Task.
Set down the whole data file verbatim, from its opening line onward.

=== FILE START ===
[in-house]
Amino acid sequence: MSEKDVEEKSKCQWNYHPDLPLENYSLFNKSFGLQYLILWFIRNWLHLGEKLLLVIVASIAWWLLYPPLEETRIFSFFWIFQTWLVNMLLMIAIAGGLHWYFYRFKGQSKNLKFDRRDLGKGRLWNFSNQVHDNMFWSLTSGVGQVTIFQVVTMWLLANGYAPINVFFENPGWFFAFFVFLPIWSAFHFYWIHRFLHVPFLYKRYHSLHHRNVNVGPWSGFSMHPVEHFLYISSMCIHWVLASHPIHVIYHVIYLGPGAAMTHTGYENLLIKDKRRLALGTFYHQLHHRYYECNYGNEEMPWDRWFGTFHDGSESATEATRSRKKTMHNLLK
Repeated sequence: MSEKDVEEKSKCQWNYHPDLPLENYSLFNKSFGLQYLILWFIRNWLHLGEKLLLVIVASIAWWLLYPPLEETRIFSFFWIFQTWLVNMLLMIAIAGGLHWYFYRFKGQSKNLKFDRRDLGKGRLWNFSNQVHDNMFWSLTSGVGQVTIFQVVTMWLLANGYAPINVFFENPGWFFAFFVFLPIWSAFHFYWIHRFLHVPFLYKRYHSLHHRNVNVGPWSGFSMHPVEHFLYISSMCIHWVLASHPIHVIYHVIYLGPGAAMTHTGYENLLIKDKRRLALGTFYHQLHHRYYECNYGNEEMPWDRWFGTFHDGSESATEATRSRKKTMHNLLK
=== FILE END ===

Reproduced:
[in-house]
Amino acid sequence: MSEKDVEEKSKCQWNYHPDLPLENYSLFNKSFGLQYLILWFIRNWLHLGEKLLLVIVASIAWWLLYPPLEETRIFSFFWIFQTWLVNMLLMIAIAGGLHWYFYRFKGQSKNLKFDRRDLGKGRLWNFSNQVHDNMFWSLTSGVGQVTIFQVVTMWLLANGYAPINVFFENPGWFFAFFVFLPIWSAFHFYWIHRFLHVPFLYKRYHSLHHRNVNVGPWSGFSMHPVEHFLYISSMCIHWVLASHPIHVIYHVIYLGPGAAMTHTGYENLLIKDKRRLALGTFYHQLHHRYYECNYGNEEMPWDRWFGTFHDGSESATEATRSRKKTMHNLLK
Repeated sequence: MSEKDVEEKSKCQWNYHPDLPLENYSLFNKSFGLQYLILWFIRNWLHLGEKLLLVIVASIAWWLLYPPLEETRIFSFFWIFQTWLVNMLLMIAIAGGLHWYFYRFKGQSKNLKFDRRDLGKGRLWNFSNQVHDNMFWSLTSGVGQVTIFQVVTMWLLANGYAPINVFFENPGWFFAFFVFLPIWSAFHFYWIHRFLHVPFLYKRYHSLHHRNVNVGPWSGFSMHPVEHFLYISSMCIHWVLASHPIHVIYHVIYLGPGAAMTHTGYENLLIKDKRRLALGTFYHQLHHRYYECNYGNEEMPWDRWFGTFHDGSESATEATRSRKKTMHNLLK